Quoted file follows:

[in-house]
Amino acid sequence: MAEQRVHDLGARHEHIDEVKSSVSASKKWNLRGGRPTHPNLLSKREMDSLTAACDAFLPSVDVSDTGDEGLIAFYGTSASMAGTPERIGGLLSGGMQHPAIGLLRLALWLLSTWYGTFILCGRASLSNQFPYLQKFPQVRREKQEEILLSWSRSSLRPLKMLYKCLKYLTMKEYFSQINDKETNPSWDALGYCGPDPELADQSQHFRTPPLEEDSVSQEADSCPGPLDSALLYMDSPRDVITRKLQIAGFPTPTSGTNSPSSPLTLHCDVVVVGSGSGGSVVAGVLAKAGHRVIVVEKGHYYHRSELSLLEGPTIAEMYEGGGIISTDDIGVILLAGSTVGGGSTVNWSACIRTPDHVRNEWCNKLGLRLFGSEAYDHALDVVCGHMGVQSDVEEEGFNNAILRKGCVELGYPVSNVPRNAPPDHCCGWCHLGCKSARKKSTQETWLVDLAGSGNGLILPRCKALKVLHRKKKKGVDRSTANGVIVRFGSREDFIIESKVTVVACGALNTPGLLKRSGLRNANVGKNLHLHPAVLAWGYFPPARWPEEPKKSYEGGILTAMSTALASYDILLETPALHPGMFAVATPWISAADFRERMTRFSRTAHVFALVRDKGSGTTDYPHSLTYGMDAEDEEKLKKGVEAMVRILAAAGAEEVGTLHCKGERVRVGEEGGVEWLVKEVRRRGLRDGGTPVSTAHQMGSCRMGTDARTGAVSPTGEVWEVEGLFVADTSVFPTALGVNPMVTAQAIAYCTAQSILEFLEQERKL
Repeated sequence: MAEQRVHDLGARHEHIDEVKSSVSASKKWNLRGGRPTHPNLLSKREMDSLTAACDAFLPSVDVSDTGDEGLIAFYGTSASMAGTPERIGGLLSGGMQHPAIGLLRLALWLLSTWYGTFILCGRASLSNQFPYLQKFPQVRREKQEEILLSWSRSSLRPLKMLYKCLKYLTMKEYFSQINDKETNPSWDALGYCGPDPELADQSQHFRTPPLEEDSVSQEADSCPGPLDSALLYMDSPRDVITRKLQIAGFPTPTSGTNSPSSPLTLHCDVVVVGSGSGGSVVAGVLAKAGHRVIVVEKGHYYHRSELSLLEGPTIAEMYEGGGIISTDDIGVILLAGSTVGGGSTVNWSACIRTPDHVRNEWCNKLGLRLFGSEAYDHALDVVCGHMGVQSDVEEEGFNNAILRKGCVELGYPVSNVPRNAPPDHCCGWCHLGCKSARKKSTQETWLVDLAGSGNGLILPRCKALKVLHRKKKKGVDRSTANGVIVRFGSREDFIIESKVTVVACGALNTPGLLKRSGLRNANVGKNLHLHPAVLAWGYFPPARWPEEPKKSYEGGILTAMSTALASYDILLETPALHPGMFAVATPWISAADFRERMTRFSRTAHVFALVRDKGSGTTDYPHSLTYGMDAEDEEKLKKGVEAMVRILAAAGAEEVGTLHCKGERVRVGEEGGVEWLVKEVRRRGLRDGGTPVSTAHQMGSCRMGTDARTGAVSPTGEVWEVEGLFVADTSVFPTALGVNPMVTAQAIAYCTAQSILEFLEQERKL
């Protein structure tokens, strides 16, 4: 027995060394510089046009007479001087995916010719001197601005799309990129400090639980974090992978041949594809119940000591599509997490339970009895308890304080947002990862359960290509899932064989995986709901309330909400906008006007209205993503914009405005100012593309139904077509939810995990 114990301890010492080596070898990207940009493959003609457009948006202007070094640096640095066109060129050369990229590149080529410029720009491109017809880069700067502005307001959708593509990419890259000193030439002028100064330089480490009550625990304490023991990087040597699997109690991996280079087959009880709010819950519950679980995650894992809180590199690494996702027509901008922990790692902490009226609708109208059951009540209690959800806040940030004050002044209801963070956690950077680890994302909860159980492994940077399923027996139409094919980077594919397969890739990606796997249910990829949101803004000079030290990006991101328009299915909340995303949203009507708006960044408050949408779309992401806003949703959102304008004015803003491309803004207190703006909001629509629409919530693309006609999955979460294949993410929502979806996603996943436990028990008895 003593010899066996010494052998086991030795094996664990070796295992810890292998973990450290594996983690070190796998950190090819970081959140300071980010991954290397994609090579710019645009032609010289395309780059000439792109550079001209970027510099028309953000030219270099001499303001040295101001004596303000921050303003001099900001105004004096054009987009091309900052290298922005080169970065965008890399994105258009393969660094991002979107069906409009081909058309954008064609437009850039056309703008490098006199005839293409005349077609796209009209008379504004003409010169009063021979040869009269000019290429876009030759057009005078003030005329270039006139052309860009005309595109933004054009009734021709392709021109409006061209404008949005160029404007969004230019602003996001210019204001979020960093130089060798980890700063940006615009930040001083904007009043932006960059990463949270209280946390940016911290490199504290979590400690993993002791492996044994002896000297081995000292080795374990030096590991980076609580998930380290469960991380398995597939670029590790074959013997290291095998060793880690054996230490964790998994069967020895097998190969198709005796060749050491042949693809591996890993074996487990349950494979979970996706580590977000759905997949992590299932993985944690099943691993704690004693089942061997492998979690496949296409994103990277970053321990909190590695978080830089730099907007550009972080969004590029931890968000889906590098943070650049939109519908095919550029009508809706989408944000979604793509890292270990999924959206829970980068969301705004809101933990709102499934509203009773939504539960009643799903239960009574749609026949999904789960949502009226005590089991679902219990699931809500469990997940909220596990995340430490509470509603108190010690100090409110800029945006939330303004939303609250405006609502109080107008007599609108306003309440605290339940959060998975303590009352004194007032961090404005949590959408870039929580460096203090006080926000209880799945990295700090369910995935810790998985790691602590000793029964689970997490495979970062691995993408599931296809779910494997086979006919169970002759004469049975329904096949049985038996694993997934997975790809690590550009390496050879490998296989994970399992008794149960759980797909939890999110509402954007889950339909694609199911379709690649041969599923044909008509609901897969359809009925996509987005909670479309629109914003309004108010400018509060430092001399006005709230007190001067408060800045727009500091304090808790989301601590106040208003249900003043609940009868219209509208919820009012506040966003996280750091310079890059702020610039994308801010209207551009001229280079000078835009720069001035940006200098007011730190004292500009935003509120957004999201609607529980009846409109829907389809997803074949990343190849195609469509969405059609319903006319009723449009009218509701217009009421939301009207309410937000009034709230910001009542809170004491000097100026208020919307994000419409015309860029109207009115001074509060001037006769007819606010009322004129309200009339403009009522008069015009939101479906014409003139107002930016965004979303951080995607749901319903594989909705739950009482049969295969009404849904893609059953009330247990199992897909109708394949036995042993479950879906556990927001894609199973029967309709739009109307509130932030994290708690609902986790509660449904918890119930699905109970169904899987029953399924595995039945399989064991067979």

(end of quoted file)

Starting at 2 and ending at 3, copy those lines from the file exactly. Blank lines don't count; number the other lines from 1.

Amino acid sequence: MAEQRVHDLGARHEHIDEVKSSVSASKKWNLRGGRPTHPNLLSKREMDSLTAACDAFLPSVDVSDTGDEGLIAFYGTSASMAGTPERIGGLLSGGMQHPAIGLLRLALWLLSTWYGTFILCGRASLSNQFPYLQKFPQVRREKQEEILLSWSRSSLRPLKMLYKCLKYLTMKEYFSQINDKETNPSWDALGYCGPDPELADQSQHFRTPPLEEDSVSQEADSCPGPLDSALLYMDSPRDVITRKLQIAGFPTPTSGTNSPSSPLTLHCDVVVVGSGSGGSVVAGVLAKAGHRVIVVEKGHYYHRSELSLLEGPTIAEMYEGGGIISTDDIGVILLAGSTVGGGSTVNWSACIRTPDHVRNEWCNKLGLRLFGSEAYDHALDVVCGHMGVQSDVEEEGFNNAILRKGCVELGYPVSNVPRNAPPDHCCGWCHLGCKSARKKSTQETWLVDLAGSGNGLILPRCKALKVLHRKKKKGVDRSTANGVIVRFGSREDFIIESKVTVVACGALNTPGLLKRSGLRNANVGKNLHLHPAVLAWGYFPPARWPEEPKKSYEGGILTAMSTALASYDILLETPALHPGMFAVATPWISAADFRERMTRFSRTAHVFALVRDKGSGTTDYPHSLTYGMDAEDEEKLKKGVEAMVRILAAAGAEEVGTLHCKGERVRVGEEGGVEWLVKEVRRRGLRDGGTPVSTAHQMGSCRMGTDARTGAVSPTGEVWEVEGLFVADTSVFPTALGVNPMVTAQAIAYCTAQSILEFLEQERKL
Repeated sequence: MAEQRVHDLGARHEHIDEVKSSVSASKKWNLRGGRPTHPNLLSKREMDSLTAACDAFLPSVDVSDTGDEGLIAFYGTSASMAGTPERIGGLLSGGMQHPAIGLLRLALWLLSTWYGTFILCGRASLSNQFPYLQKFPQVRREKQEEILLSWSRSSLRPLKMLYKCLKYLTMKEYFSQINDKETNPSWDALGYCGPDPELADQSQHFRTPPLEEDSVSQEADSCPGPLDSALLYMDSPRDVITRKLQIAGFPTPTSGTNSPSSPLTLHCDVVVVGSGSGGSVVAGVLAKAGHRVIVVEKGHYYHRSELSLLEGPTIAEMYEGGGIISTDDIGVILLAGSTVGGGSTVNWSACIRTPDHVRNEWCNKLGLRLFGSEAYDHALDVVCGHMGVQSDVEEEGFNNAILRKGCVELGYPVSNVPRNAPPDHCCGWCHLGCKSARKKSTQETWLVDLAGSGNGLILPRCKALKVLHRKKKKGVDRSTANGVIVRFGSREDFIIESKVTVVACGALNTPGLLKRSGLRNANVGKNLHLHPAVLAWGYFPPARWPEEPKKSYEGGILTAMSTALASYDILLETPALHPGMFAVATPWISAADFRERMTRFSRTAHVFALVRDKGSGTTDYPHSLTYGMDAEDEEKLKKGVEAMVRILAAAGAEEVGTLHCKGERVRVGEEGGVEWLVKEVRRRGLRDGGTPVSTAHQMGSCRMGTDARTGAVSPTGEVWEVEGLFVADTSVFPTALGVNPMVTAQAIAYCTAQSILEFLEQERKL